## Nearest Pair

### March 13, 2018

Our solution first stores each value in the list with its position, then iterates through the input list, looking up the position of the conjugate and saving the pair if it is nearer than the current best solution:

```(define (nearest-pair xs target)
(let ((pos (list)))
(do ((i 0 (+ i 1)) (ys xs (cdr ys))) ((null? ys))
(set! pos (cons (cons (car ys) i) pos)))
(let loop ((i 0) (xs xs) (np #f) (dist #e1e9))
(if (null? xs) np
(let ((j (assoc (- target (car xs)) pos)))
(cond ((not j) (loop (+ i 1) (cdr xs) np dist))
((= i (cdr j)) (loop (+ i 1) (cdr xs) np dist))
((< (abs (- i (cdr j))) dist)
(loop (+ i 1) (cdr xs) (cons (car xs) (car j)) (abs (- i (cdr j)))))
(else (loop (+ i 1) (cdr xs) np dist))))))))```

For no particular reason, we use association lists rather than hash tables to store the `pos` dictionary. There are several important quantities with similar definitions: `(- target (car xs))` is the number that must be added to the current item to make the desired total, `(car j)` is that number, and `(cdr j)` is the position of that number, if it exists in the input list. `(abs (- i (cdr j)))` is the distance between the current item and its conjugate. It’s easy to get those confused; I did while writing this program.

You car run the program at https://ideone.com/5t2k65.

Pages: 1 2

### 9 Responses to “Nearest Pair”

1. Rutger said
```l = [1,5,3,6,4,2]
target = 7

print(min([(d2-d1, (l[d1],l[d2])) for d1 in range(len(l)) for d2 in range(d1+1, len(l)) if l[d1]+l[d2] == target]))
```
2. Azi said

var a = [1, 5, 3, 6, 4, 2];
var p = [];
var q = [];
for(i=0;i<a.length;i++){
for(j=i+1;j<a.length;j++){
if(a[i] + a[j] === 7){
var k = j – i;
p.push([k]);
q.push([k,[a[i],a[j]]]);
}

``````        }
}
var min = Math.min.apply(Math, p);

q.forEach(function(item,index){

for(s=0;s<item.length;s++){

if(item[s]===min){
console.log(item[s+1]);
}
}
});
``````
3. Scott McMaster said

This being an interview question, you’d definitely want to ask if you can assume the numbers in the list are unique.

4. harish said

is second iteration necessary ” for(s=0;s<item.length;s++){

``````        if(item[s]===min){
console.log(item[s+1]);
}" , as we know that  there is only two items in inner array so it could be  "  q.forEach(function(item,index){

if(item===min){
console.log(item);
}
``````
5. Globules said

```import Data.Function (on)
import Data.List (minimumBy, tails)

-- A position and value.
data PV a b = PV { pos :: a, val :: b }

-- The nearest pairs of values from xs that sum to s, or nothing if no values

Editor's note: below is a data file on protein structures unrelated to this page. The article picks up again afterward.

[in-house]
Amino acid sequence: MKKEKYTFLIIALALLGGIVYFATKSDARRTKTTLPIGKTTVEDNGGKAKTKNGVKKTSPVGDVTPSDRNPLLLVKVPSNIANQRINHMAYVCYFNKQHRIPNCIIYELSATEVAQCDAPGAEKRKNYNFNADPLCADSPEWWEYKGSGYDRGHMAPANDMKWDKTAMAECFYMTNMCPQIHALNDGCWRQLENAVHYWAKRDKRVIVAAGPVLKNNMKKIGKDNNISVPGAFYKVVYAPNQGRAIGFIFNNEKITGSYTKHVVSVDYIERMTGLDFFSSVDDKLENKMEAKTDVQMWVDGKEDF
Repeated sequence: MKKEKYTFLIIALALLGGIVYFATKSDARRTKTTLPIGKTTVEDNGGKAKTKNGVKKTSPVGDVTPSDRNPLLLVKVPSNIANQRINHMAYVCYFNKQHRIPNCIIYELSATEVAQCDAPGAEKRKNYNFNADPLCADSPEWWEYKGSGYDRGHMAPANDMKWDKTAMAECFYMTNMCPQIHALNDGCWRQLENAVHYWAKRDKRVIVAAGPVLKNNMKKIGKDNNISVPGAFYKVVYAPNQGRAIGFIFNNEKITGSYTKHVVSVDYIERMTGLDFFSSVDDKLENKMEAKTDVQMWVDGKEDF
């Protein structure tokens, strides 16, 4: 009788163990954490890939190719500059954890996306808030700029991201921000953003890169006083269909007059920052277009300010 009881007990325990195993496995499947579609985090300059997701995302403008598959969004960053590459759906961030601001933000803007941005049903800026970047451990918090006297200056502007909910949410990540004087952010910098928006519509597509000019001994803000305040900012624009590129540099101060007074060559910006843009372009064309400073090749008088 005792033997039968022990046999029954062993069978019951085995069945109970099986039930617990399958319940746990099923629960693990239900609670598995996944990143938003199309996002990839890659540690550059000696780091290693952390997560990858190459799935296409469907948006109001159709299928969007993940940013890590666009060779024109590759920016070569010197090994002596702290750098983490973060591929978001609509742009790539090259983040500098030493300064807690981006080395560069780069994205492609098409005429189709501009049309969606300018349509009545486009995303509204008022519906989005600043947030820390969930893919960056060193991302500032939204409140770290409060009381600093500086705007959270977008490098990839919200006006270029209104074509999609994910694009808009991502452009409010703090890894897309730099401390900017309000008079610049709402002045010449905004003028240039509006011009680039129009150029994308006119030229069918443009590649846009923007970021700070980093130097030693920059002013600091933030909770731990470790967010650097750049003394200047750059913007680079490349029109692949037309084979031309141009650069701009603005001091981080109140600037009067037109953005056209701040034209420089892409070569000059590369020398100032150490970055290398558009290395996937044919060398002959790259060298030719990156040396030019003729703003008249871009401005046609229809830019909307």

-- have that sum.
nearestPair :: Real a => a -> [a] -> Maybe (a, a)
nearestPair s xs = let ps = filter (sumTo s) \$ pairs \$ mkPVs xs
in case ps of
[] -> Nothing
_  -> Just \$ both val \$ minimumBy (compare `on` dist) ps

-- The equivalent list of PVs starting at position 0.
mkPVs :: [a] -> [PV Int a]
mkPVs = zipWith PV [0..]

-- All pairs of elements from xs, where the first element appears strictly
-- earlier in the argument list than the second.
pairs :: [a] -> [(a, a)]
pairs xs = [(x1, x2) | (x1:xs') <- tails xs, x2 <- xs']

-- True iff the values sum to s.
sumTo :: (Num b, Eq b) => b -> (PV a b, PV a b) -> Bool
sumTo s (x, y) = val x + val y == s

-- The distance, by position, between two PVs.
dist :: Num a => (PV a b, PV a b) -> a
dist (x, y) = abs (pos x - pos y)

-- The result of applying the function to both elements of the tuple.
both :: (a -> b) -> (a, a) -> (b, b)
both f (x, y) = (f x, f y)

main :: IO ()
main = do
print \$ nearestPair 7 [1, 5, 3, 6, 4, 2]
print \$ nearestPair 2 [1, 5, 3, 6, 4, 2]
```
```\$ ./nearpair
Just (3,4)
Nothing
```
6. it can be done in O(N) using hash tables

7. Daniel said

Here’s a solution in Python.

```from collections import defaultdict

# Returns the indices of the nearest pair.
# (returns indices to distinguish duplicated values)
def find_nearest_pair(l, target):
index_lookup = defaultdict(list)
for idx, x in enumerate(l):
index_lookup[x].append(idx)
nearest_pair = None
nearest_distance = None
for idx1, x in enumerate(l):
y = target - x
if y not in index_lookup: continue
for idx2 in index_lookup[y]:
if idx1 >= idx2: continue
distance = idx2 - idx1
if (nearest_pair is None) or (distance < nearest_distance):
nearest_pair = (idx1, idx2)
nearest_distance = distance
return nearest_pair

l = [1, 5, 3, 6, 4, 2]
print 'list: {}'.format(l)
print
for target in range(13):
print 'target: {}'.format(target)
nearest_pair = find_nearest_pair(l, target)
if not nearest_pair: continue
print "  indices: {}".format(nearest_pair)
print "  values:  {}".format(tuple(l[idx] for idx in nearest_pair))
```

Output:

```list: [1, 5, 3, 6, 4, 2]

target: 0
target: 1
target: 2
target: 3
indices: (0, 5)
values:  (1, 2)
target: 4
indices: (0, 2)
values:  (1, 3)
target: 5
indices: (2, 5)
values:  (3, 2)
target: 6
indices: (0, 1)
values:  (1, 5)
target: 7
indices: (2, 4)
values:  (3, 4)
target: 8
indices: (1, 2)
values:  (5, 3)
target: 9
indices: (2, 3)
values:  (3, 6)
target: 10
indices: (3, 4)
values:  (6, 4)
target: 11
indices: (1, 3)
values:  (5, 6)
target: 12
```
8. Daniel said

Line 13 can be removed from my prior solution, as the defaultdict will return an empty list.

9. Mike said

O(n) solution:

```def nearest_pair(iterable, target):
best_pair = None
best_span = None

seen = {}

for index, right_no in enumerate(iterable):
left_no = target - right_no

if left_no in seen:
span = abs(index - seen[left_no])

if best_span is None or span < best_span:
best_span = span
best_pair = (left_no, right_no)

seen[right_no] = index

return best_pair
```